She loves chocolates and fries and allows herself an occasional treat once a week. “I don’t stop myself and satisfy my craving by having a small portion and that prevents me from bingeing.”

In the last two years Masalunga has lost 8kg weight and is incredibly proud of her achievements. “My BMI is 19.7 and now I feel happy to help others. One of my friends from the US who was recently diagnosed with diabetes called me for advise and based on my own experience I was able to guide her,” said Masalunga.

Battling diabetes for over a decade

Khalid Mahmood, 43 knows the difference between managing diabetes and letting oneself go. Diagnosed with type 2 diabetes since the age of 32, Mahmoud, the father of two sons recently stopped exercises and his healthy diet routine

Khaled Mahmoud, a diabetic patient, at his residence in Sharjah. Image Credit: Suchitra Chaudhary/ Gulf News

in 2007 when Mahmoud was diagnosed with type 2 diabetes, he weighed over 90kg and immediately set to work. “I was prescribed two doses of insulin. I lived in Saudi Arabia where I joined a gym and underwent personal training. My weight came down to 80kg and the doctor stopped my insulin and put me on new-age diabetes drugs and one dose of insulin post dinner,” he recalled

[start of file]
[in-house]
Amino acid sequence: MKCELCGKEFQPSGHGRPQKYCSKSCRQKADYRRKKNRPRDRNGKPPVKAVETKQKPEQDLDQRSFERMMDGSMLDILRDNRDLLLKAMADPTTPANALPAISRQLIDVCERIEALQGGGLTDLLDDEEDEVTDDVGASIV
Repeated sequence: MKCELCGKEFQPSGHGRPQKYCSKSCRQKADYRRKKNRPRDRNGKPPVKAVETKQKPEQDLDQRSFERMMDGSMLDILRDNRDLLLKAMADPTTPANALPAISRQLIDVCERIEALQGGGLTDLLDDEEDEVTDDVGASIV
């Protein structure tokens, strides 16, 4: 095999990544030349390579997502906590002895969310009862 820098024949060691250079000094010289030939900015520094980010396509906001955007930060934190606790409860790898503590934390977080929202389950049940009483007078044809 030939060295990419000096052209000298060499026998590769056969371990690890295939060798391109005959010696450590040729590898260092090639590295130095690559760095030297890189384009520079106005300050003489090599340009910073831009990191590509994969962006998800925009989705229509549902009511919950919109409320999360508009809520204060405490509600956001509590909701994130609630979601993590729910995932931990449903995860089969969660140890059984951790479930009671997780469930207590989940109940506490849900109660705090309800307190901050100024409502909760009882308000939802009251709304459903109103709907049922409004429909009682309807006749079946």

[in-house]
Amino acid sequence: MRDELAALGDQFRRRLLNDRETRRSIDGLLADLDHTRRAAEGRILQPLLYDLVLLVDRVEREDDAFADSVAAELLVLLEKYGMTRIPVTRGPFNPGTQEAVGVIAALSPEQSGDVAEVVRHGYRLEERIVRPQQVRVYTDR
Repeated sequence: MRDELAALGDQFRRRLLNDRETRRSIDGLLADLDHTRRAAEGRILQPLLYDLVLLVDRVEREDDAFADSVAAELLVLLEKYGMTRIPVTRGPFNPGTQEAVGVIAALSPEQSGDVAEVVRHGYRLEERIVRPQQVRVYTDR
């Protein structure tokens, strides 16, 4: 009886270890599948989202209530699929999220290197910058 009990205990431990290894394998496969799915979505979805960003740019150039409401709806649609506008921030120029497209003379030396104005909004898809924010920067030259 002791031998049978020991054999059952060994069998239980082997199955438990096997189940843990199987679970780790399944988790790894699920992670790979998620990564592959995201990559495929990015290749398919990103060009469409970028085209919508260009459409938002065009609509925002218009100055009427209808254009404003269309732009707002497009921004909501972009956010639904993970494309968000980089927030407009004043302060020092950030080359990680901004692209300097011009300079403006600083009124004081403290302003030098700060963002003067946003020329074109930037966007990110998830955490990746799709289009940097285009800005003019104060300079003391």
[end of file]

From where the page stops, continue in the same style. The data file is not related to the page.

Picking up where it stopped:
After relocating to Sharjah from Saudi Arabia six months ago, Mahmoud’s health suffered as he was unable to exercise or regularise his meal patterns.

Mahmoud gets up at 7am, checks his blood sugar and gets ready for work.

For breakfast, he has a lettuce sandwich with wholemeal bread and walks to his workplace located 30 minutes away from home.

For lunch, he has two wholemeal sandwiches with some vegetables and occasionally chicken.

His main meal is dinner which includes rice, chicken, vegetables and occasional grilled meat which is usually at 8pm.

He takes a new age diabetes medication three times a day with every meal and also an insulin injection post-dinner but is facing erratic blood sugar levels because of neglecting regular exercise and proper nutrition.